Almost 30 years ago to the day, the United States broke off relations with Iran in response to the seizure of the U.S. embassy in Tehran. In doing so, the U.S. lost its most valuable source of information about the Islamic regime. To fill the void of knowledge resulting from 30 years of diplomatic estrangement, the Obama administration has turned to scholars and experts for insight into the Persian nation. Indeed, President Barack Obama's policy of outreach toward Tehran has been decisively shaped by the wide array of Iran experts, both within the administration and without, from whom he has taken advice.
As a candidate, Obama made his willingness to engage with Iran without preconditions a central part of his campaign. But whatever plans his administration initially had for engagement had to be revised, if not rethought, in the wake of the contested Iranian presidential election in June. As the biggest protests since the 1979 Revolution rocked the streets of Tehran, the White House spoke with Trita Parsi, the president of the National Iranian American Council (NIAC), on a daily basis to help navigate the uncertain terrain.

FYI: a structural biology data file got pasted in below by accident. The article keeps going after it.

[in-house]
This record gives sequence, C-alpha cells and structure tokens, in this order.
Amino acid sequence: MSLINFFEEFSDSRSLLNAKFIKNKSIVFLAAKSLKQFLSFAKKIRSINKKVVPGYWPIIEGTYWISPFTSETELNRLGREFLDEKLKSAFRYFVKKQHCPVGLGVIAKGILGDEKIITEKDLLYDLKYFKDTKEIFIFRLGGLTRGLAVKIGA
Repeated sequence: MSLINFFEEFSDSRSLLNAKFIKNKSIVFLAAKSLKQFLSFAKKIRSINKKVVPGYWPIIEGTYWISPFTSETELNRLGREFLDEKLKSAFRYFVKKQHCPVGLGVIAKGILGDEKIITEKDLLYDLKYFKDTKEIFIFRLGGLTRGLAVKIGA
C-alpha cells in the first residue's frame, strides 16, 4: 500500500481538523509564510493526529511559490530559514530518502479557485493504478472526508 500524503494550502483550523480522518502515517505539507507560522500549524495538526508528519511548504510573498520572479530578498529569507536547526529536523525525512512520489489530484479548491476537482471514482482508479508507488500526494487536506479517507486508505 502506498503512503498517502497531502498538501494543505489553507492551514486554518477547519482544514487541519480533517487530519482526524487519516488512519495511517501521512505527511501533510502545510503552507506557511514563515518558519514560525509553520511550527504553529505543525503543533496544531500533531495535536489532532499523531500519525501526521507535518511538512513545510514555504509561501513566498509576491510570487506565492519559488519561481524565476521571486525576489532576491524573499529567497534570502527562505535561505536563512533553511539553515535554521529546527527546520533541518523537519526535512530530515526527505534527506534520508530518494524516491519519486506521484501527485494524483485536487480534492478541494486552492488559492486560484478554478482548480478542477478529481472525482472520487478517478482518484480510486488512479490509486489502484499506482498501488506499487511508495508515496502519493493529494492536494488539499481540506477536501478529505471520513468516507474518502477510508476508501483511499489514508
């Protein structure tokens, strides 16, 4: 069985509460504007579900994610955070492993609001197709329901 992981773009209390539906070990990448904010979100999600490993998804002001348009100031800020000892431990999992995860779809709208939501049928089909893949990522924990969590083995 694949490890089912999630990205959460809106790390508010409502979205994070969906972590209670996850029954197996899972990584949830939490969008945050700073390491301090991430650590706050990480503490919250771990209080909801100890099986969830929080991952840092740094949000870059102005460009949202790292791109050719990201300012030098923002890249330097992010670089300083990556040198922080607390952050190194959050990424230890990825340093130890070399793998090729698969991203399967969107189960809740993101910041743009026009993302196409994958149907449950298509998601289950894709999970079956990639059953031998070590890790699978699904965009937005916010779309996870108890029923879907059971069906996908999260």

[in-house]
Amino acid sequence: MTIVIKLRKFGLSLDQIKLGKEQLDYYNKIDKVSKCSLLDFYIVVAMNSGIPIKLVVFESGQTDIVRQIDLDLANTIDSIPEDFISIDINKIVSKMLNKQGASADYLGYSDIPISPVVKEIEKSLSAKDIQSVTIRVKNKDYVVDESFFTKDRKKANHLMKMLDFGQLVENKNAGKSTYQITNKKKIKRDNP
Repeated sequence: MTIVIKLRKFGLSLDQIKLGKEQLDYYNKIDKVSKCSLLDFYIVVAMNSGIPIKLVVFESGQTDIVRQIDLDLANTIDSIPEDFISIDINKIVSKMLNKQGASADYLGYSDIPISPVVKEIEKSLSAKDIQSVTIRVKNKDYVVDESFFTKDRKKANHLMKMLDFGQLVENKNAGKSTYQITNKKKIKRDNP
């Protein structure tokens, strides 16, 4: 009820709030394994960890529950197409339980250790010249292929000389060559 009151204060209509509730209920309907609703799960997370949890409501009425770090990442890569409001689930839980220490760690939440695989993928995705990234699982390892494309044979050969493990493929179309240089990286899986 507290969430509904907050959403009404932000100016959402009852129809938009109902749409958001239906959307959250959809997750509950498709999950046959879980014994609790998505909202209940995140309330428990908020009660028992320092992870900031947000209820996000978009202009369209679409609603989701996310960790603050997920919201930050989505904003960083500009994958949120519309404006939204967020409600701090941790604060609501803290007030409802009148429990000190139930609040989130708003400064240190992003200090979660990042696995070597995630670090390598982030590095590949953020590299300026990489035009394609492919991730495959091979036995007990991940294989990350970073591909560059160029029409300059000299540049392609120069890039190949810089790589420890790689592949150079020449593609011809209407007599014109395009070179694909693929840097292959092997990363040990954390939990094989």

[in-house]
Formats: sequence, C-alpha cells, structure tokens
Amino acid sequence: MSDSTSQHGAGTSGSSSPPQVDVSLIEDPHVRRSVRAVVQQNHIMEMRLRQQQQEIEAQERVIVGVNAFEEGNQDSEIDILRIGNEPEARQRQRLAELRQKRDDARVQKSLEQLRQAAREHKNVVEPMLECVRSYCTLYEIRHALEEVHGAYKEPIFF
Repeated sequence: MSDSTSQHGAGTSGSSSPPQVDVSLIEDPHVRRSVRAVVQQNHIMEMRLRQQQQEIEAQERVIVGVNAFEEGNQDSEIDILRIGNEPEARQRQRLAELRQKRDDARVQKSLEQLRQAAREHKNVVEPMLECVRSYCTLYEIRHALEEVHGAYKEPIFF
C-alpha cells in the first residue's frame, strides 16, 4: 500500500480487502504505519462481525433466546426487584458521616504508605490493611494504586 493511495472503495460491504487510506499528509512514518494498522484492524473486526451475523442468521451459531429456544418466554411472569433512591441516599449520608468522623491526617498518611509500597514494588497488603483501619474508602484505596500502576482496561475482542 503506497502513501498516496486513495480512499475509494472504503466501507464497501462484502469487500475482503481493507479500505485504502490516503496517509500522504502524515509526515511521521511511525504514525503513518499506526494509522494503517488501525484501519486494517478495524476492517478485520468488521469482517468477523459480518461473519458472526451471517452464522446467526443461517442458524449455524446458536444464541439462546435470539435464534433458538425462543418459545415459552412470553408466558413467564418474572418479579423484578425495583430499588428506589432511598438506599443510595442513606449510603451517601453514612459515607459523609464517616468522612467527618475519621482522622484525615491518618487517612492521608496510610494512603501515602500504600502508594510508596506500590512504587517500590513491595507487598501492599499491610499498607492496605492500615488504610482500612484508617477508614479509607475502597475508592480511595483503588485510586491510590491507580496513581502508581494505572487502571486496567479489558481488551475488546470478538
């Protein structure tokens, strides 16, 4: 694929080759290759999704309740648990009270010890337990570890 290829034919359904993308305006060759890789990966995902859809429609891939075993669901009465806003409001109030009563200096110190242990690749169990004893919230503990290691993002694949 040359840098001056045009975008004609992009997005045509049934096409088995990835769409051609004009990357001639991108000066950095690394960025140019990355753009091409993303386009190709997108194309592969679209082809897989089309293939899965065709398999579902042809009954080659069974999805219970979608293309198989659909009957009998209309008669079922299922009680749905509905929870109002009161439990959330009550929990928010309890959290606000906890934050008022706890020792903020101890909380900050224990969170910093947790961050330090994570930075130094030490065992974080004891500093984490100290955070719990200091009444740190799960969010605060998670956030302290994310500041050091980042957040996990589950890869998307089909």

"We're supportive of the administration's position of engagement, and we are the only Iranian-American organization with a network of thousands," Parsi told World Politics Review. Parsi and NIAC were demonized by Bush administration officials as apologists for the Tehran regime. But the Obama White House has found the group's close ties to the broader Iranian population a valuable resource.